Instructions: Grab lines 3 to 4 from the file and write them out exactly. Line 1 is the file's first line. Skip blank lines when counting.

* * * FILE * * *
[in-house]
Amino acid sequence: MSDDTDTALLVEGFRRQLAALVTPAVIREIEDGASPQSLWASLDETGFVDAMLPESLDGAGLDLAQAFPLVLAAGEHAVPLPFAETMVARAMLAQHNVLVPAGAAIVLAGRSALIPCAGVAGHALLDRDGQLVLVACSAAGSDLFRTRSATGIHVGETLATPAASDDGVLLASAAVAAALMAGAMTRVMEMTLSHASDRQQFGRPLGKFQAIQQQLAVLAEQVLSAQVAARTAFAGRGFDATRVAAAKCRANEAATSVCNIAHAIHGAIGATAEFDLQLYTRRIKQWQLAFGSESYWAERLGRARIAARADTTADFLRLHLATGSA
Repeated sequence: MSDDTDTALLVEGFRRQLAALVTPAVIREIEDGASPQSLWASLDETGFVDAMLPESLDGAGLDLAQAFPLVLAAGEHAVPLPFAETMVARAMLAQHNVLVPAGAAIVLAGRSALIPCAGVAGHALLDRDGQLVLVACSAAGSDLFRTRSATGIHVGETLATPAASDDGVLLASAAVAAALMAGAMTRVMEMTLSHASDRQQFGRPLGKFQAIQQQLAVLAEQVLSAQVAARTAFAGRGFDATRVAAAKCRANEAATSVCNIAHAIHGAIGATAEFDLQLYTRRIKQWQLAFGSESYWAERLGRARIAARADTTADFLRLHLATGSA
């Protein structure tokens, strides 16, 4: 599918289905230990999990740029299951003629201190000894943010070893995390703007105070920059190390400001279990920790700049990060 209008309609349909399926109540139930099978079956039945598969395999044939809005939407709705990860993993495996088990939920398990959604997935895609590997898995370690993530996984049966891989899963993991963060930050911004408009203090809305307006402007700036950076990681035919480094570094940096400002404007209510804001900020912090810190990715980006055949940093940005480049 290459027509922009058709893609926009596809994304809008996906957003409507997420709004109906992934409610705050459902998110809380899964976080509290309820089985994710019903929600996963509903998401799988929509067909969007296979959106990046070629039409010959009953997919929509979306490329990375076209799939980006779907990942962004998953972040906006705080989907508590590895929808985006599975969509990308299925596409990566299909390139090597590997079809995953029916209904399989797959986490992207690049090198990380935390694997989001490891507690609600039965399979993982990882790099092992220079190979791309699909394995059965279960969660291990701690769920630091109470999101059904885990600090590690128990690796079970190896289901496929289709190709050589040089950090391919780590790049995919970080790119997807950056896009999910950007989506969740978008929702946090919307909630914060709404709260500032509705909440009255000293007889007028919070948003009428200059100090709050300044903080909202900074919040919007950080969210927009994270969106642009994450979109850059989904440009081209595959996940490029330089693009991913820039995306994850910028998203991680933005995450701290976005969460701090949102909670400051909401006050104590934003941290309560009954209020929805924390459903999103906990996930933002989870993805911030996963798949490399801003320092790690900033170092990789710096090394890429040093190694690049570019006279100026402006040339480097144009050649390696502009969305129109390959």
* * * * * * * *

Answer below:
Repeated sequence: MSDDTDTALLVEGFRRQLAALVTPAVIREIEDGASPQSLWASLDETGFVDAMLPESLDGAGLDLAQAFPLVLAAGEHAVPLPFAETMVARAMLAQHNVLVPAGAAIVLAGRSALIPCAGVAGHALLDRDGQLVLVACSAAGSDLFRTRSATGIHVGETLATPAASDDGVLLASAAVAAALMAGAMTRVMEMTLSHASDRQQFGRPLGKFQAIQQQLAVLAEQVLSAQVAARTAFAGRGFDATRVAAAKCRANEAATSVCNIAHAIHGAIGATAEFDLQLYTRRIKQWQLAFGSESYWAERLGRARIAARADTTADFLRLHLATGSA
């Protein structure tokens, strides 16, 4: 599918289905230990999990740029299951003629201190000894943010070893995390703007105070920059190390400001279990920790700049990060 209008309609349909399926109540139930099978079956039945598969395999044939809005939407709705990860993993495996088990939920398990959604997935895609590997898995370690993530996984049966891989899963993991963060930050911004408009203090809305307006402007700036950076990681035919480094570094940096400002404007209510804001900020912090810190990715980006055949940093940005480049 290459027509922009058709893609926009596809994304809008996906957003409507997420709004109906992934409610705050459902998110809380899964976080509290309820089985994710019903929600996963509903998401799988929509067909969007296979959106990046070629039409010959009953997919929509979306490329990375076209799939980006779907990942962004998953972040906006705080989907508590590895929808985006599975969509990308299925596409990566299909390139090597590997079809995953029916209904399989797959986490992207690049090198990380935390694997989001490891507690609600039965399979993982990882790099092992220079190979791309699909394995059965279960969660291990701690769920630091109470999101059904885990600090590690128990690796079970190896289901496929289709190709050589040089950090391919780590790049995919970080790119997807950056896009999910950007989506969740978008929702946090919307909630914060709404709260500032509705909440009255000293007889007028919070948003009428200059100090709050300044903080909202900074919040919007950080969210927009994270969106642009994450979109850059989904440009081209595959996940490029330089693009991913820039995306994850910028998203991680933005995450701290976005969460701090949102909670400051909401006050104590934003941290309560009954209020929805924390459903999103906990996930933002989870993805911030996963798949490399801003320092790690900033170092990789710096090394890429040093190694690049570019006279100026402006040339480097144009050649390696502009969305129109390959």